KHARTOUM, Sudan, Mar 26, 2005 (AP) -- The first batch of Sudanese soldiers released since this African country's 21-year southern civil war ended in January arrived in Khartoum on Saturday and more are expected to return within the next day.
The first group of military prisoners of war, who were held by SPLM, disembark from a plane when they arrived in Khartoum, Sudan, Saturday, March 26, 2005. (AP).
The Sudanese army said 76 ex-prisoners returned to the Sudanese capital aboard a military plane in line with a peace agreement signed Jan. 9 by the government and the rebel Sudan People's Liberation Army. The deal ended Africa's longest running conflict that claimed more than 2 million lives, mostly through war-induced famine and disease.
Gen. Mohamed Al Khanjar El Tayeb said another 84 soldiers will reach Khartoum by Sunday and the entire group will undergo medical checks and questioning before being reunited with their families.
The SPLA had been holding the 160 prisoners in the area of in Kordofan state town of Muglad, about 400 miles (640 kilometers) southwest of Khartoum, he said in a statement. It was unclear how long they had been held for.
"This is the first group of the prisoners of war who were held by the movement and who number 160," he said.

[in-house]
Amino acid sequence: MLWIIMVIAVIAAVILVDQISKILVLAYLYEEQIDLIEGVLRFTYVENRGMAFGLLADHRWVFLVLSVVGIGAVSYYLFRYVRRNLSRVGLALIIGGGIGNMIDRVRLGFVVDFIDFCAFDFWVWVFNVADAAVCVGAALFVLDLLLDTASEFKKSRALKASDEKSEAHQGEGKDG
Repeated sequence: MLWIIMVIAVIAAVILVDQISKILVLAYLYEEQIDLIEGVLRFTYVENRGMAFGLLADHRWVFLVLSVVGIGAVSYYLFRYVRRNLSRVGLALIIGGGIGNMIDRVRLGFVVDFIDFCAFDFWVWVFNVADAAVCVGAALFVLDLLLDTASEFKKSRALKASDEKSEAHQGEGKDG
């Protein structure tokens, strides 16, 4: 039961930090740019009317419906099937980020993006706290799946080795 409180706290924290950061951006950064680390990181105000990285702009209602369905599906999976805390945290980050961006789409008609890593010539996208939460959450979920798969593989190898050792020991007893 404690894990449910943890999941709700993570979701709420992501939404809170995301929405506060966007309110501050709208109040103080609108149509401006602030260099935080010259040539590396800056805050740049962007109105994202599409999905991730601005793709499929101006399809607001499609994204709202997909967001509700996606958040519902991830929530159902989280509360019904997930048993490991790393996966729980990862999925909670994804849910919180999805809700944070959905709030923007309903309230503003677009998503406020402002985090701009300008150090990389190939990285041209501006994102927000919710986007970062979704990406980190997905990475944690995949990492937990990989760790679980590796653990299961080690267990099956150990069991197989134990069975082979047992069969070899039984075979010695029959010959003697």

The POWs return followed talks between the SPLA and the government sparked by efforts of the Committee for the Eradication of the Abduction of Women and Children, an organization established in 1999 comprising civil servants and tribal representatives from north and south Sudan.
It was formed to help find those abducted during the civil war, especially women and children, and has so far located and registered more than 7,000 people. Of these more than 2,700 have been united with their families, mostly in southern Sudan.
Last month, the minister of state for foreign affairs, Najeeb al-Khair Abdel-Wahab, said the government had indications the SPLA was holding about 700 POWs.
The southern war, which had no connection with the conflict in the west Sudanese region of Darfur, began in 1983 and pitted Islamic-dominated Khartoum against rebels seeking autonomy and a greater share of the country's wealth for the Christian and animist south.